Jammeh may be in exile but his loyalists and a corrupt system he left behind remain in tact. Seven months after his departure, the Jammeh effect can still be felt.
The new government of Adama Barrow is struggling to reform the civil service and take total control from the former regime. People that were closed to Jammeh still hold positions of influence.
Admitting this is the Minister of Foreign Affairs Ousainou Darboe. Darboe did not stutter when he said “the influence of Jammeh can still be felt,” and it is everywhere.
Darboe is not wrong. Nepotism was rife during Jammeh’s rule. Being in his government meant you have to support him and being high ranking or simply getting promoted means showing loyalty to him.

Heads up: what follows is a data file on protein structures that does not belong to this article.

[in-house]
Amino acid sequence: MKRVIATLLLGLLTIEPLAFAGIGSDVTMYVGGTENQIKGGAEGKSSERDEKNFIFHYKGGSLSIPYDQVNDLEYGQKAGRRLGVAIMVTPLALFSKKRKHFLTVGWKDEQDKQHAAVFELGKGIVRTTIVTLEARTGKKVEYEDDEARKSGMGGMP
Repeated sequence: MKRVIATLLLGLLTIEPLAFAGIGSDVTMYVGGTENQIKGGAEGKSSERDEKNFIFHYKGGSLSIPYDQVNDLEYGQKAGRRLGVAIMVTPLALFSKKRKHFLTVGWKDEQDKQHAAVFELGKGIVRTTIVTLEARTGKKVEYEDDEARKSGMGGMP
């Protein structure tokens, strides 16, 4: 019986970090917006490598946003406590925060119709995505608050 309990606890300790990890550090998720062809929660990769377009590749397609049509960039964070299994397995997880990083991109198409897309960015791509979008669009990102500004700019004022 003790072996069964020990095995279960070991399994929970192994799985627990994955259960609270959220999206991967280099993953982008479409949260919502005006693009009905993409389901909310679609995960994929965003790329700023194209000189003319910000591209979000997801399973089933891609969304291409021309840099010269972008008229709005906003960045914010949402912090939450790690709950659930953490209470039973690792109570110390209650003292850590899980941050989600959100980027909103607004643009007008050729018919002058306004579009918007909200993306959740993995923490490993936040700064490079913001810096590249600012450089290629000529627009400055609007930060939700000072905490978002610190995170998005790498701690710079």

This has left the Barrow administration to deal with the lingering frustration and fear of such people in the civil service, who now risk losing jobs they got very comfortable with. They were not just any jobs, they are not qualified for.
This has poised security threats and sabotage to the new administration, making it somewhat difficult to purge the civil service of Jammeh’s loyalists.
Jammeh still has some power and has undue influence on those that are trying to keep their positions by all means necessary. Some are already helping Jammeh hide his assets and paper trails have started to disappear.
However, President Adama Barrow is trying to avoid sparking anger and wrongfully rendering people jobless. But the recent revelations at the Commission of Inquiry into Jammeh’s assets and financial transactions is leaving him with very little options.